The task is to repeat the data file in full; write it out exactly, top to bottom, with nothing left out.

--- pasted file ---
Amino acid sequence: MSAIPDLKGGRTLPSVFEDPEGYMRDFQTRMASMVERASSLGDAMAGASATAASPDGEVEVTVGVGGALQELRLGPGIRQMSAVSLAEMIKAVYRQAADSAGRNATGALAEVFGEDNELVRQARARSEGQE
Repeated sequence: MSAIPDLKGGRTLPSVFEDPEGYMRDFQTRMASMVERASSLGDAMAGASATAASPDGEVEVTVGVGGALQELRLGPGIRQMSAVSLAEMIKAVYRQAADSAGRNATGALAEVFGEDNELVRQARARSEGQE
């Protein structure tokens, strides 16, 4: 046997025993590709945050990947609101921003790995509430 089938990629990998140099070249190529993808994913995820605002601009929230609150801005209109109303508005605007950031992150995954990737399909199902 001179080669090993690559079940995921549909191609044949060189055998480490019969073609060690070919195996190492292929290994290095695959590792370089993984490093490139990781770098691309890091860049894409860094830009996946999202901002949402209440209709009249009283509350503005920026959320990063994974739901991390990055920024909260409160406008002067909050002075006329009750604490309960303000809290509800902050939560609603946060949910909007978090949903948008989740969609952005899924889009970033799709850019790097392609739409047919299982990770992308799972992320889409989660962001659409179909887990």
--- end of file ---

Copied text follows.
Amino acid sequence: MSAIPDLKGGRTLPSVFEDPEGYMRDFQTRMASMVERASSLGDAMAGASATAASPDGEVEVTVGVGGALQELRLGPGIRQMSAVSLAEMIKAVYRQAADSAGRNATGALAEVFGEDNELVRQARARSEGQE
Repeated sequence: MSAIPDLKGGRTLPSVFEDPEGYMRDFQTRMASMVERASSLGDAMAGASATAASPDGEVEVTVGVGGALQELRLGPGIRQMSAVSLAEMIKAVYRQAADSAGRNATGALAEVFGEDNELVRQARARSEGQE
């Protein structure tokens, strides 16, 4: 046997025993590709945050990947609101921003790995509430 089938990629990998140099070249190529993808994913995820605002601009929230609150801005209109109303508005605007950031992150995954990737399909199902 001179080669090993690559079940995921549909191609044949060189055998480490019969073609060690070919195996190492292929290994290095695959590792370089993984490093490139990781770098691309890091860049894409860094830009996946999202901002949402209440209709009249009283509350503005920026959320990063994974739901991390990055920024909260409160406008002067909050002075006329009750604490309960303000809290509800902050939560609603946060949910909007978090949903948008989740969609952005899924889009970033799709850019790097392609739409047919299982990770992308799972992320889409989660962001659409179909887990």